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Audio Drama Review


Doctor Who
The Angel of Scutari


Starring: Sylvester McCoy
Big Finish Productions
RRP: £14.99 (CD), £12.99 (download)
ISBN: 978 1 84435 410 8
Available 30 June 2009

October 1854. As the British Army charges into catastrophe in the Crimea, the Minister for War sends Miss Florence Nightingale to take charge of the field hospital at Scutari. But there’s already an angel of mercy working with the wounded at Scutari, a first-rate fellow who’s turned up out of the blue. He goes by the name of Schofield, Thomas Hector Schofield... With the Doctor and Ace lost in the siege of Sebastopol, Hex has rediscovered his calling. But there’s cannon to the left of him, cannon to the right of him - and a deranged spycatcher-in-chief on his case...

As you might have guessed from the presence of Florence Nightingale (who is played here with a suitably hard-nosed attitude by Jeany Spark), The Angel of Scutari is a historical story. It also features Tolstoy (John Albasiny), Tzar Nicholas I (Hugh Bonneville) and William Russell (the journalist that is, played by John Paul Connolly, rather than the 1960s cast member).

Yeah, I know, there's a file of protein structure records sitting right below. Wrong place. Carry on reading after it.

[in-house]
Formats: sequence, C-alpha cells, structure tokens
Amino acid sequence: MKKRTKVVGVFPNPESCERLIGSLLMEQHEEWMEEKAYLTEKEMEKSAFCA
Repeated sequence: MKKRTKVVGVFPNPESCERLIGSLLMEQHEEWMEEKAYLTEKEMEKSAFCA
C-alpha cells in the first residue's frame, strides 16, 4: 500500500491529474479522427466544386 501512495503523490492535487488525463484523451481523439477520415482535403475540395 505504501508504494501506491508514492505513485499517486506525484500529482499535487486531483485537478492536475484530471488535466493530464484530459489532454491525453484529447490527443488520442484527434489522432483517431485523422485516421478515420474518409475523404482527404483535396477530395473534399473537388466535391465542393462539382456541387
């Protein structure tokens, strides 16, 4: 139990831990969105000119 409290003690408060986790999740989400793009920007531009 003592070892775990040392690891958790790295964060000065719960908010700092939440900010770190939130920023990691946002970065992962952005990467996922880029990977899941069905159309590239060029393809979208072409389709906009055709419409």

However, this is not your usual Doctor Who historical. It adheres to the traditions of this type of story, the only sci-fi elements being the time machine and the travellers themselves, but writer Paul Sutton mixes up the chronology, separating the companions in time, and he does some nifty things with the TARDIS. Though potentially confusing, the multiple timeline approach actually emphasises the historical nature of the narrative, driving home the fact that the characters are in the past. When Hex (Philip Olivier) hears about the unfortunate fates of the Doctor (Sylvester McCoy) and Ace (Sophie Aldred) as reported fact, having occurred some time ago, it seems that there can be no escape from these events.

Though set in the 19th century, The Angel of Scutari touches upon subjects that are topical today. Several characters bemoan the pointlessness of the Crimean War, the question of “why are our troops out here?” echoing current sentiments about British forces in Afghanistan. Meanwhile, Hex’s disgust at shoddy (well, non-existent back then) hospital hygiene remains pertinent.

Thomas Hector Schofield has gone through something of a journey during this three-story “season” of Seventh Doctor adventures, and at its conclusion there is very much a sense of journey’s end. Despite the fact that the season is now finished, you’ll find yourself wondering what will happen next.

Disc 1 of this two-CD release ends with the usual behind-the-scenes interviews, while Disc 2 also features the third mini-episode of The Three Companions, which is proceeding apace. It is still Polly’s (Anneke Wills) story, but Thomas Brewster (John Pickard) is involved as well. Great music too.

Be an angel and nip out to the bookshop...


Richard McGinlay

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